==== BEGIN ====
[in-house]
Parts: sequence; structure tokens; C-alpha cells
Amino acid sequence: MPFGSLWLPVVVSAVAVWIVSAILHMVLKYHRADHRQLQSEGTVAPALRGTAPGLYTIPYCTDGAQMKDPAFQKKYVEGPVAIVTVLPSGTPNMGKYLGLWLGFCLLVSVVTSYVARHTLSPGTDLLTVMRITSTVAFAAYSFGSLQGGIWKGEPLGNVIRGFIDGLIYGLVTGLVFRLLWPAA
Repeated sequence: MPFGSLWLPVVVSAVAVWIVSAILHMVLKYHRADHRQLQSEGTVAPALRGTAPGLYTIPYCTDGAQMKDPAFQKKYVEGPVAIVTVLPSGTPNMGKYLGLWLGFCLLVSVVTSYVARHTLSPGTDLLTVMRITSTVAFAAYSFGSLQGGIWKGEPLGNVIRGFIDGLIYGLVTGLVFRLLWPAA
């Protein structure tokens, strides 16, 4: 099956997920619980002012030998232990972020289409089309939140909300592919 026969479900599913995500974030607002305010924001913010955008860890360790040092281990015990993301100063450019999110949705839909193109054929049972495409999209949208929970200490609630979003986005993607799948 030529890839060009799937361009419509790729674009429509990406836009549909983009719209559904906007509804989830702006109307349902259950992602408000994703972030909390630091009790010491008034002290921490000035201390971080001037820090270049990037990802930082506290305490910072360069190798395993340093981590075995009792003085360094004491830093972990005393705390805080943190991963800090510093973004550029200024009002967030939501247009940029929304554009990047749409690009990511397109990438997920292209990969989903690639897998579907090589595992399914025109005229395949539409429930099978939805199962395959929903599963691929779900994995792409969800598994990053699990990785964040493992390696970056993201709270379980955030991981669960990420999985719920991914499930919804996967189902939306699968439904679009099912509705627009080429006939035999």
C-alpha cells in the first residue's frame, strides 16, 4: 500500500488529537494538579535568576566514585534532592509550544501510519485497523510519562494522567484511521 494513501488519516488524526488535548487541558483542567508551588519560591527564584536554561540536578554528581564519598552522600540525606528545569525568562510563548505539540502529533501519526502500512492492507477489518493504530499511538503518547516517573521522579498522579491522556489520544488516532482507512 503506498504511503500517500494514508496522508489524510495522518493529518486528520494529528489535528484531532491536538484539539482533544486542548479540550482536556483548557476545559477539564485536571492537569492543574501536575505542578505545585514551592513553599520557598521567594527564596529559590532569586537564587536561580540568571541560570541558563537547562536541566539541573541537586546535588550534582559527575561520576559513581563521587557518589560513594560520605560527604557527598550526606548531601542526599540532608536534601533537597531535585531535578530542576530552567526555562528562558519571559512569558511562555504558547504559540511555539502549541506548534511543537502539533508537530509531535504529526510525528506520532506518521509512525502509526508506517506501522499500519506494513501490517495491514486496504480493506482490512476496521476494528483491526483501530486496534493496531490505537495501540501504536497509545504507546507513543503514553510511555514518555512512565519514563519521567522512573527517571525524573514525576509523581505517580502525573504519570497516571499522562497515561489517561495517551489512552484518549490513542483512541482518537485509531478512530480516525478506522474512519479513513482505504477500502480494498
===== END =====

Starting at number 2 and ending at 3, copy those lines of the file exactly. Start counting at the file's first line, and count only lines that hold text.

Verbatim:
Parts: sequence; structure tokens; C-alpha cells
Amino acid sequence: MPFGSLWLPVVVSAVAVWIVSAILHMVLKYHRADHRQLQSEGTVAPALRGTAPGLYTIPYCTDGAQMKDPAFQKKYVEGPVAIVTVLPSGTPNMGKYLGLWLGFCLLVSVVTSYVARHTLSPGTDLLTVMRITSTVAFAAYSFGSLQGGIWKGEPLGNVIRGFIDGLIYGLVTGLVFRLLWPAA